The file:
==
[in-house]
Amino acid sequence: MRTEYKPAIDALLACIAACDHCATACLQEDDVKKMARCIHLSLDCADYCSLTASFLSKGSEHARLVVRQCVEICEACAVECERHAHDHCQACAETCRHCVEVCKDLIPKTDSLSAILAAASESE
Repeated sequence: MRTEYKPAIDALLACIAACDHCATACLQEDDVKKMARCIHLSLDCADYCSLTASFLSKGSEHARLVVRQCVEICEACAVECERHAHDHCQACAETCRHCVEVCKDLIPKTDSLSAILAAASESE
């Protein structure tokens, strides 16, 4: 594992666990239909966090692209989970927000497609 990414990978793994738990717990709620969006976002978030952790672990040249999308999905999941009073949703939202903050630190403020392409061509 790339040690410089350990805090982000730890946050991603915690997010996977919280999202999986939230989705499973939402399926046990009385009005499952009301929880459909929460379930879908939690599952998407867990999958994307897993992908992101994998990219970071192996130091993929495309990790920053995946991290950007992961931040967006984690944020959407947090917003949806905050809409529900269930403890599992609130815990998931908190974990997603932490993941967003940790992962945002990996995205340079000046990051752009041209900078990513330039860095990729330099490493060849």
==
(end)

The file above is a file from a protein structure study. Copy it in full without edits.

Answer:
[in-house]
Amino acid sequence: MRTEYKPAIDALLACIAACDHCATACLQEDDVKKMARCIHLSLDCADYCSLTASFLSKGSEHARLVVRQCVEICEACAVECERHAHDHCQACAETCRHCVEVCKDLIPKTDSLSAILAAASESE
Repeated sequence: MRTEYKPAIDALLACIAACDHCATACLQEDDVKKMARCIHLSLDCADYCSLTASFLSKGSEHARLVVRQCVEICEACAVECERHAHDHCQACAETCRHCVEVCKDLIPKTDSLSAILAAASESE
């Protein structure tokens, strides 16, 4: 594992666990239909966090692209989970927000497609 990414990978793994738990717990709620969006976002978030952790672990040249999308999905999941009073949703939202903050630190403020392409061509 790339040690410089350990805090982000730890946050991603915690997010996977919280999202999986939230989705499973939402399926046990009385009005499952009301929880459909929460379930879908939690599952998407867990999958994307897993992908992101994998990219970071192996130091993929495309990790920053995946991290950007992961931040967006984690944020959407947090917003949806905050809409529900269930403890599992609130815990998931908190974990997603932490993941967003940790992962945002990996995205340079000046990051752009041209900078990513330039860095990729330099490493060849």